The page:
How people around the world grapple with the great questions posed by Socrates.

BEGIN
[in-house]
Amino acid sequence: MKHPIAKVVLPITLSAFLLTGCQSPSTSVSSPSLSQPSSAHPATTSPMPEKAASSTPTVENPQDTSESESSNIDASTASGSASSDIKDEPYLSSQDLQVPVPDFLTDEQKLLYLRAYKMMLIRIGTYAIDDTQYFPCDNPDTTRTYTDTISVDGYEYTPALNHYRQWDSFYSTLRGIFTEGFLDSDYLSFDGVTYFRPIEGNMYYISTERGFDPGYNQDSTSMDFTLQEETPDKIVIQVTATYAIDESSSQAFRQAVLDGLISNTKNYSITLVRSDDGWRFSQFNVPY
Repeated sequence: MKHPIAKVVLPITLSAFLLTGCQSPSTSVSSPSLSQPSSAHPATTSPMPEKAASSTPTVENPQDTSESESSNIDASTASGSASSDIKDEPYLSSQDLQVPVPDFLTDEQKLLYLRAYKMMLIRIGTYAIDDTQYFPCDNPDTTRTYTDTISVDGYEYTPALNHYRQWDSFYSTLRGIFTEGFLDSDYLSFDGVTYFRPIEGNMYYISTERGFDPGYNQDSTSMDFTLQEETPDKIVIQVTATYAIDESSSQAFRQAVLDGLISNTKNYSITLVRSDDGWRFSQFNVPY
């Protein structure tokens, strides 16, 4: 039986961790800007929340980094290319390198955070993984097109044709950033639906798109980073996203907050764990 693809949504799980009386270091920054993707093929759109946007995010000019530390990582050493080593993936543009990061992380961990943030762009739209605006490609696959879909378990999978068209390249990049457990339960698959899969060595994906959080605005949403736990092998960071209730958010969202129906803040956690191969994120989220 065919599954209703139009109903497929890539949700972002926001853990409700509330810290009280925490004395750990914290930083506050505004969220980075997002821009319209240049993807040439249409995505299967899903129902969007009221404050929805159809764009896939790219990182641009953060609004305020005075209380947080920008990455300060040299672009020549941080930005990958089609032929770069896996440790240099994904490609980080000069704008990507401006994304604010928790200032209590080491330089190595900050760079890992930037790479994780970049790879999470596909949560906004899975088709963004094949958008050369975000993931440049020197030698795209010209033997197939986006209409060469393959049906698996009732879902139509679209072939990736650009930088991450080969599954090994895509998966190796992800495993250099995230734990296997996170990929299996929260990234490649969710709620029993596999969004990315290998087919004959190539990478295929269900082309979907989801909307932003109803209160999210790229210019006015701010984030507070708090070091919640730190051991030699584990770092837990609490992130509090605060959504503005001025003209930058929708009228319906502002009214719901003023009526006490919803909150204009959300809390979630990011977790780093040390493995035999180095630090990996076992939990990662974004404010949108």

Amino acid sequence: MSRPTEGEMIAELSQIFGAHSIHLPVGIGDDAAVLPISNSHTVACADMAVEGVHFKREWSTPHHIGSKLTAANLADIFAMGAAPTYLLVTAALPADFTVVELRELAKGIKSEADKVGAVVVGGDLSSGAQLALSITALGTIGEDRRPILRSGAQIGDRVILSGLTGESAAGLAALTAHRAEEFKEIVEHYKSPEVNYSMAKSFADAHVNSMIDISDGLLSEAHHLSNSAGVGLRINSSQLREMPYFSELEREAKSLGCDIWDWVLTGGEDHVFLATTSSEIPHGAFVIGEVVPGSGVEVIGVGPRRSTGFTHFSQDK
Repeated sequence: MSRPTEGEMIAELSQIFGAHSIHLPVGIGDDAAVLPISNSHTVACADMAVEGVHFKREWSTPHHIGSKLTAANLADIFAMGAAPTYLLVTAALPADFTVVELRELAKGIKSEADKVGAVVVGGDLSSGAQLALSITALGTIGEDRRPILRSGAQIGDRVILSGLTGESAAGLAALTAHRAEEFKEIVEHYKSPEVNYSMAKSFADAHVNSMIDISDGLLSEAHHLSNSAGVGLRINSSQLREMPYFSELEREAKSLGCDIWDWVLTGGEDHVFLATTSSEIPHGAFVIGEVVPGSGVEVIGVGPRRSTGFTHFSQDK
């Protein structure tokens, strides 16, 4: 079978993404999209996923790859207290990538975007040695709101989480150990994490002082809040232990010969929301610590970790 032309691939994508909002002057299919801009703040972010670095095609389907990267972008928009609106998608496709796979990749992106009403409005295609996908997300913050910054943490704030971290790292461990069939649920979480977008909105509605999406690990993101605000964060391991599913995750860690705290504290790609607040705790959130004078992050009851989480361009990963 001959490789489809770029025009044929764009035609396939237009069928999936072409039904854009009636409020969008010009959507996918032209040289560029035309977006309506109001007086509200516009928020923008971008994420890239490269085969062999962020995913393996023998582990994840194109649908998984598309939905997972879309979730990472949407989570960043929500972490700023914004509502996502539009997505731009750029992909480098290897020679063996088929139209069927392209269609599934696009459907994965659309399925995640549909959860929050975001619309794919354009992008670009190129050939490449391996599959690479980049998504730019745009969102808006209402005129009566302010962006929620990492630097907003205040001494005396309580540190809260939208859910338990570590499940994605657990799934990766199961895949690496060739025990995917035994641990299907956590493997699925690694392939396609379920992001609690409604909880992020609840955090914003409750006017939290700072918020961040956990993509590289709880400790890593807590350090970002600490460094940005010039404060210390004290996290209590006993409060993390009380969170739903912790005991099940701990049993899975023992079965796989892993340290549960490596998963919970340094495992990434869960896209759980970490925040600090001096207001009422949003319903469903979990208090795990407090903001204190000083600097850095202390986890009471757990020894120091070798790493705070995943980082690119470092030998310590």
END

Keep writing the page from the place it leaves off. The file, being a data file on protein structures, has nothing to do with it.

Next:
In his first book, Socrates Cafe, Phillips charmingly recounted how he roamed the country starting philosophical discussion groups inspired by the Socratic method of questioning. Here, Phillips ventures to many lands, including Greece, Japan, South Korea and Mexico, and stages dialogues with people from many backgrounds: Navajo, Confucian, Islamic, Jewish, Catholic. He discusses six questions, each in a separate chapter: What is virtue? What is moderation? What is justice? What is good? What is courage? What is piety? His hope is to "discover an array of timely answers" that may help us achieve "human excellence." The author's own ruminations, and an eclectic selection of published ideas from Tom Sawyer to Thich Nhat Hanh, supplement the 20 or so dialogues. In a final chapter, Phillips argues that the Socratic "pursuit of the virtuous life" may provide a way of countering the "downward [moral] spiral" he sees prevailing in today's world. Phillips's idealism remains refreshing, and the book is valuable for its inclusion of non-European points of view. But as in Socrates Caf , the philosophy often feels superficial. For example, a discussion in Mexico of "What is justice?" turns into a catalogue of government injustices with nothing more to say philosophically than, "We have to make sure that justice serves all of us in an impartial way." Such insights are obviously not without value, especially for those new to philosophizing, but they make this very much a book for beginners. Author tour. (Jan.) Copyright 2003 Reed Business Information.